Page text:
“The social sciences carry stories – of people, phenomena, and philosophies that explain our experiences that shape our world, juxtaposed against data and numbers often exalted and celebrated in the webs of sciences. We tell stories that reveal real people and record their lived life experiences.”
— Paul GnanaSelvam, Universiti Tunku Abdul Rahman (Utar)
COMMENT | In an earlier essay, I looked a bit more into literature and society, but with the current Malaysian situation, rife with political and health crises – and looming ecological collapse – the aim of literature to serve as a mirror to society seemed to feel less urgent.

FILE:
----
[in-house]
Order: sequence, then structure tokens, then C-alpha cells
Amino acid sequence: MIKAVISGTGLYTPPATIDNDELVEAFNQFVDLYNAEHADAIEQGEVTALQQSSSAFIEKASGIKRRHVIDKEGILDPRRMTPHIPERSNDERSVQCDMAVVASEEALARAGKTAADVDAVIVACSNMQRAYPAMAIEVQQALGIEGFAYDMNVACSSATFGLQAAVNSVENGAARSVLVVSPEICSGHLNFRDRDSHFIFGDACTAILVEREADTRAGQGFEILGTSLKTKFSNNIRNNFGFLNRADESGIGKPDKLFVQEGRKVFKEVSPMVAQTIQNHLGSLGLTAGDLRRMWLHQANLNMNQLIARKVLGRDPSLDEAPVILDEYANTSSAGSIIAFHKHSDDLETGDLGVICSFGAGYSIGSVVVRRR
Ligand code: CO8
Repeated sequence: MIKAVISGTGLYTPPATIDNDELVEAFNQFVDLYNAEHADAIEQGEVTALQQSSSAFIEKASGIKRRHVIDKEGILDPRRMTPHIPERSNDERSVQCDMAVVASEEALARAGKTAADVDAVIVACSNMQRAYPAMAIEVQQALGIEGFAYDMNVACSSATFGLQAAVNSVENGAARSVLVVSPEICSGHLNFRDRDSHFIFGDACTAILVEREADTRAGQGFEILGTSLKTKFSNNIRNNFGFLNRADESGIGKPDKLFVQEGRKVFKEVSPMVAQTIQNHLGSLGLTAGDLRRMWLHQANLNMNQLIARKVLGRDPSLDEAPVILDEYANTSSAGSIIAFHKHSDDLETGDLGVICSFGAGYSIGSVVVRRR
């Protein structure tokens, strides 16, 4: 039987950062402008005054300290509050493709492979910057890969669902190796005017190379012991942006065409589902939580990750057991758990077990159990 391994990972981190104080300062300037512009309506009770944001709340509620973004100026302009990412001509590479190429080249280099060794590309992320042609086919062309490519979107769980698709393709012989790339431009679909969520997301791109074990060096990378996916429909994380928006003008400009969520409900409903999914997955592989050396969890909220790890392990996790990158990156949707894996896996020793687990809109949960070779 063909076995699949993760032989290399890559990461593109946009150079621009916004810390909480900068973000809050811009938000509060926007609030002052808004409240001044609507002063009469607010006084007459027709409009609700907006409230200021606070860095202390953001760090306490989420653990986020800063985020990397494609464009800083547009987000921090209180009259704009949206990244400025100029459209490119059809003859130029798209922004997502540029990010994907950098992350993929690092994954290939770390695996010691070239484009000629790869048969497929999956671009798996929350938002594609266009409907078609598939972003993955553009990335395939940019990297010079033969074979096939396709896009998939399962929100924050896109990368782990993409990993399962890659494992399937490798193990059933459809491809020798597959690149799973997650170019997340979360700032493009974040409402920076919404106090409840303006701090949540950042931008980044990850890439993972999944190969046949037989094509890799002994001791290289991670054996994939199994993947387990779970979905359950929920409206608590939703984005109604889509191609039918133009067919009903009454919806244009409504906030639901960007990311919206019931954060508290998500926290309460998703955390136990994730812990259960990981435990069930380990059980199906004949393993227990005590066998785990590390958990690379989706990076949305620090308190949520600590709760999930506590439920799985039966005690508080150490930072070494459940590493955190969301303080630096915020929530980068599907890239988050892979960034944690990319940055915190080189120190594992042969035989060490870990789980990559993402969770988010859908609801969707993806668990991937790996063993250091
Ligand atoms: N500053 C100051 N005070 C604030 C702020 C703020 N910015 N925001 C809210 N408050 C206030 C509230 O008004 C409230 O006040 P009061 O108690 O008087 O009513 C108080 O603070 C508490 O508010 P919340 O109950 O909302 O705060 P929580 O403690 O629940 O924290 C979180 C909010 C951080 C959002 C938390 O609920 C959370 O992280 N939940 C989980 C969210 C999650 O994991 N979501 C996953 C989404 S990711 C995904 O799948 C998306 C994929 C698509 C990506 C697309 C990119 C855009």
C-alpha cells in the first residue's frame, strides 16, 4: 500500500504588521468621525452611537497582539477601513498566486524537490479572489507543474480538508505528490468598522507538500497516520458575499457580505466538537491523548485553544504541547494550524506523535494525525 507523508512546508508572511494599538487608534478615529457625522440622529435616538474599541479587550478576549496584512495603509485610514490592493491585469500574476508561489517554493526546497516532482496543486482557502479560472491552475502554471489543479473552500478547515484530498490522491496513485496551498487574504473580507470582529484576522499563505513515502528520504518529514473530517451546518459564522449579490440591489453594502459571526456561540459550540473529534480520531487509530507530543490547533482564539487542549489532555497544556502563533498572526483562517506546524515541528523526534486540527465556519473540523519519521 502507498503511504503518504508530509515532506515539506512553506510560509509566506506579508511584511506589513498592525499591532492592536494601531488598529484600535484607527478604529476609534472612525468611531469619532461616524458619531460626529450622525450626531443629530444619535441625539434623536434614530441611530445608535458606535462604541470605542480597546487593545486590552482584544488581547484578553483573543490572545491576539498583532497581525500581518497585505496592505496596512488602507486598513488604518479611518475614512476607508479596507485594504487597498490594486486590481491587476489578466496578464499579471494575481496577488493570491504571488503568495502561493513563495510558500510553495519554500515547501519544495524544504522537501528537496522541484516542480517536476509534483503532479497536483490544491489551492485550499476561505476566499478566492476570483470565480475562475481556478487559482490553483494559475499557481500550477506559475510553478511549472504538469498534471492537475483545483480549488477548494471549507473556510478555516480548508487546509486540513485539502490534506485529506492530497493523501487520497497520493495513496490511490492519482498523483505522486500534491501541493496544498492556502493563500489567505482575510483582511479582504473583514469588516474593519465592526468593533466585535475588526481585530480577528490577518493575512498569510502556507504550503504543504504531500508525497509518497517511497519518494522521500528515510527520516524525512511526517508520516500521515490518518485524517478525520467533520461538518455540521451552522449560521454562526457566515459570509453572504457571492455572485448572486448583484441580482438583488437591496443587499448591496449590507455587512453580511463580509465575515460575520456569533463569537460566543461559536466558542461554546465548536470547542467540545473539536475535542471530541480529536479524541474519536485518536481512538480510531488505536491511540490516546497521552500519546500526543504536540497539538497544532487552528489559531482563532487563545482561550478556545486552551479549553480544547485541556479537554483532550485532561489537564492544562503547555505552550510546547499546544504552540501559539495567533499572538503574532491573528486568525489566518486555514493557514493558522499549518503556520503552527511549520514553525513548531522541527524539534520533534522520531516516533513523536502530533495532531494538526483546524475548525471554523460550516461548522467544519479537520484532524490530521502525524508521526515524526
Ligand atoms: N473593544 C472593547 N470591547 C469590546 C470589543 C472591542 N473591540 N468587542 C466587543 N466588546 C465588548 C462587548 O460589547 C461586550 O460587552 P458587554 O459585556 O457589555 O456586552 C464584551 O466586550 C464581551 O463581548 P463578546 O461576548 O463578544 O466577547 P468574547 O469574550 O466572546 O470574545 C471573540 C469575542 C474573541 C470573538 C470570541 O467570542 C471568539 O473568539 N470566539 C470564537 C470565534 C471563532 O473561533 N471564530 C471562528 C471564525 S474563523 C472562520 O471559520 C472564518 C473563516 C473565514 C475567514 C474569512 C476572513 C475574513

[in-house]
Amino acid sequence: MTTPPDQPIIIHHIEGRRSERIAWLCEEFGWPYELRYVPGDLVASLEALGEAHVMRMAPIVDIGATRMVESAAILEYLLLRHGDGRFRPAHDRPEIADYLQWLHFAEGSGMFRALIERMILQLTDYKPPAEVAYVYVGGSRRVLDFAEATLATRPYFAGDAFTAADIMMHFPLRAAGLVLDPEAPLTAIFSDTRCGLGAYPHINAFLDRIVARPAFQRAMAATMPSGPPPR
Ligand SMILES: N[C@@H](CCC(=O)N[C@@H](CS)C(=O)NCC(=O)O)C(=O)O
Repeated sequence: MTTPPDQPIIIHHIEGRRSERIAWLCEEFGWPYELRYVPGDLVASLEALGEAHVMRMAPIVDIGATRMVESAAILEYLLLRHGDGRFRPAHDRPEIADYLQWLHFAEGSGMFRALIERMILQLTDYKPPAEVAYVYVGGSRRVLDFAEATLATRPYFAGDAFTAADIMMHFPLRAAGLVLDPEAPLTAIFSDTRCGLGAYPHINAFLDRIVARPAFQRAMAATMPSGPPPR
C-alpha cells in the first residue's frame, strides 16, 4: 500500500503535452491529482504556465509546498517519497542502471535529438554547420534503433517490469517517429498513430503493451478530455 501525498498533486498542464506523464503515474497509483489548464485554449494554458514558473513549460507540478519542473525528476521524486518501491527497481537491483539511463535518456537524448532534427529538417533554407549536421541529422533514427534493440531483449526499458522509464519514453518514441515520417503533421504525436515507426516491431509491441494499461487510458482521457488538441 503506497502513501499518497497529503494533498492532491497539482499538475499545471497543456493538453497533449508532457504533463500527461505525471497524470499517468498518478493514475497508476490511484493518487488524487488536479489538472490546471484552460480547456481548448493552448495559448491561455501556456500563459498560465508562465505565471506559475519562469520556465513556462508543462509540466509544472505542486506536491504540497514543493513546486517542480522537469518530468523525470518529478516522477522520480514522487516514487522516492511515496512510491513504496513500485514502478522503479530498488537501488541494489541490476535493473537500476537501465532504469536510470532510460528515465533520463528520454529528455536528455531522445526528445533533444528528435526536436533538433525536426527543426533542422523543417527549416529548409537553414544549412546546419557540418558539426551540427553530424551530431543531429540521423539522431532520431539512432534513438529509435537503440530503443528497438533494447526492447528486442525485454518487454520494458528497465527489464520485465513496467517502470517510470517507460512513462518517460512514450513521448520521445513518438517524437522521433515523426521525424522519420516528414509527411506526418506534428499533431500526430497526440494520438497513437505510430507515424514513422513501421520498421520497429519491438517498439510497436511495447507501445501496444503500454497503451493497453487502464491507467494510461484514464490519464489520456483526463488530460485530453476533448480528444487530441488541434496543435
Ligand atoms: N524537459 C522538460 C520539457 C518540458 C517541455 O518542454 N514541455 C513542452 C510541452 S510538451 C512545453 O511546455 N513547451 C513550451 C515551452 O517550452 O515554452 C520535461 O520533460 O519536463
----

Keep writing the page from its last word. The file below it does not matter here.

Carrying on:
When I worked in publishing, it was possible to make a case that literature could support the local economy through book sales, royalties for its practitioners, and wages for staff.
But in reality: (1) the local literary ecosystem is tiny, and (2) this reduces literature to pure financial values. As Michael Lapointe reflects in The Walrus - “writing itself should be divorced from financial concerns; but my social instinct recognises this as impossible, and finally undesirable”.
Adjunct Professor Philip TN Koh teaches a course on the intersection of law and literature at the University of Malaya.
I had the opportunity to audit his final class of the semester, which coincided with the commencement of the #Lawan protests in downtown Kuala Lumpur.
The significance of the date was not lost on him or his students, who were young lawyers-in-training...